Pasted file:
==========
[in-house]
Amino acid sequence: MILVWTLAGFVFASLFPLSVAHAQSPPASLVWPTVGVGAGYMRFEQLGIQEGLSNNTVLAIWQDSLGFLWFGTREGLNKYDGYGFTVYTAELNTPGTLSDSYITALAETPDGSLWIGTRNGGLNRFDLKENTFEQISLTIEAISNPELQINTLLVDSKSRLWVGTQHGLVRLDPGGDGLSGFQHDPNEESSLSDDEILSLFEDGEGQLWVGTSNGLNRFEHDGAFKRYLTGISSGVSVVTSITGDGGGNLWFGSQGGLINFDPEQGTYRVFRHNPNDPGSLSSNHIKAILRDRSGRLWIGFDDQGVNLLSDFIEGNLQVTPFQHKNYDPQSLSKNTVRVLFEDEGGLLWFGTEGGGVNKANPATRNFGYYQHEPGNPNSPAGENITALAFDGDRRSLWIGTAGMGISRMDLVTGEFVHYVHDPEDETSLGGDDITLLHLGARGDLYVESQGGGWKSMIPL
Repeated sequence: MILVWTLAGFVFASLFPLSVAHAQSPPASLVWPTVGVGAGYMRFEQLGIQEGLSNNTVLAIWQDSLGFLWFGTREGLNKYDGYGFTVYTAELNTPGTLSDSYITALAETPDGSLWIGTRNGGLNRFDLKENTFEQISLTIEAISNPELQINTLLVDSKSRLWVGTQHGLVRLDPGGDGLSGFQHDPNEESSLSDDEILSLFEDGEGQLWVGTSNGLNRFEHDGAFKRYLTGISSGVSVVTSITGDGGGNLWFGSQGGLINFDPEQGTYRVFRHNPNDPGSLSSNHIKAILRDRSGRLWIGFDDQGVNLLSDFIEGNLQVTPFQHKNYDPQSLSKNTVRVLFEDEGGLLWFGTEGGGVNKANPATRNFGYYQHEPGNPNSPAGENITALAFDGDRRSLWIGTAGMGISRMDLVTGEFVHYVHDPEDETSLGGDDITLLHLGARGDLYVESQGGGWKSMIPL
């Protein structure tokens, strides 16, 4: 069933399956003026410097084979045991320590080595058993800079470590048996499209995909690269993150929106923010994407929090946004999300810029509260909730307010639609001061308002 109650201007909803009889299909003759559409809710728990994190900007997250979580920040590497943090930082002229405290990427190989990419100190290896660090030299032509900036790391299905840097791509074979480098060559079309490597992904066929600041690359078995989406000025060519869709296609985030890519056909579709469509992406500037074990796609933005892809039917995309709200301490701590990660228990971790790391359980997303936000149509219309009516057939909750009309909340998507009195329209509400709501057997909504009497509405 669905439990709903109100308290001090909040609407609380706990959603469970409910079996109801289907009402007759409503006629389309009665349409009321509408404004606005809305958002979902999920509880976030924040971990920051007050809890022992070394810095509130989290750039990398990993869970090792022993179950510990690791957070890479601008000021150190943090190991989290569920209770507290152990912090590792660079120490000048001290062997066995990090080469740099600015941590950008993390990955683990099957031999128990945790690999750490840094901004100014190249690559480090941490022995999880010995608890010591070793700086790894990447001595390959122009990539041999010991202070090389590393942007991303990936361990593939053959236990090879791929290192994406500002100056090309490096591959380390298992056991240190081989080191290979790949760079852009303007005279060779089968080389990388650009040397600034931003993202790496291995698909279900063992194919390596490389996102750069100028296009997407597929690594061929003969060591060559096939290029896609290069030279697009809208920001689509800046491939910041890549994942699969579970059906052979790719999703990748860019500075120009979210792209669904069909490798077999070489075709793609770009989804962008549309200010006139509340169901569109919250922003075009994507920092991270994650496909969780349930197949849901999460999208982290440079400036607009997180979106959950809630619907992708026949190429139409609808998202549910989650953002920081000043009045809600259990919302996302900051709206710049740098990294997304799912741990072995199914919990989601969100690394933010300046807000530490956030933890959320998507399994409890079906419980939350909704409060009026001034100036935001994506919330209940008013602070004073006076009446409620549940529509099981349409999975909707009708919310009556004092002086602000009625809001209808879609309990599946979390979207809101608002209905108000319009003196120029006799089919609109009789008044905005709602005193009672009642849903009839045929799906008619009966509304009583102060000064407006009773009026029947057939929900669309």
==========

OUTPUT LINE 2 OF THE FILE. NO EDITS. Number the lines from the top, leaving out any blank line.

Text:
Amino acid sequence: MILVWTLAGFVFASLFPLSVAHAQSPPASLVWPTVGVGAGYMRFEQLGIQEGLSNNTVLAIWQDSLGFLWFGTREGLNKYDGYGFTVYTAELNTPGTLSDSYITALAETPDGSLWIGTRNGGLNRFDLKENTFEQISLTIEAISNPELQINTLLVDSKSRLWVGTQHGLVRLDPGGDGLSGFQHDPNEESSLSDDEILSLFEDGEGQLWVGTSNGLNRFEHDGAFKRYLTGISSGVSVVTSITGDGGGNLWFGSQGGLINFDPEQGTYRVFRHNPNDPGSLSSNHIKAILRDRSGRLWIGFDDQGVNLLSDFIEGNLQVTPFQHKNYDPQSLSKNTVRVLFEDEGGLLWFGTEGGGVNKANPATRNFGYYQHEPGNPNSPAGENITALAFDGDRRSLWIGTAGMGISRMDLVTGEFVHYVHDPEDETSLGGDDITLLHLGARGDLYVESQGGGWKSMIPL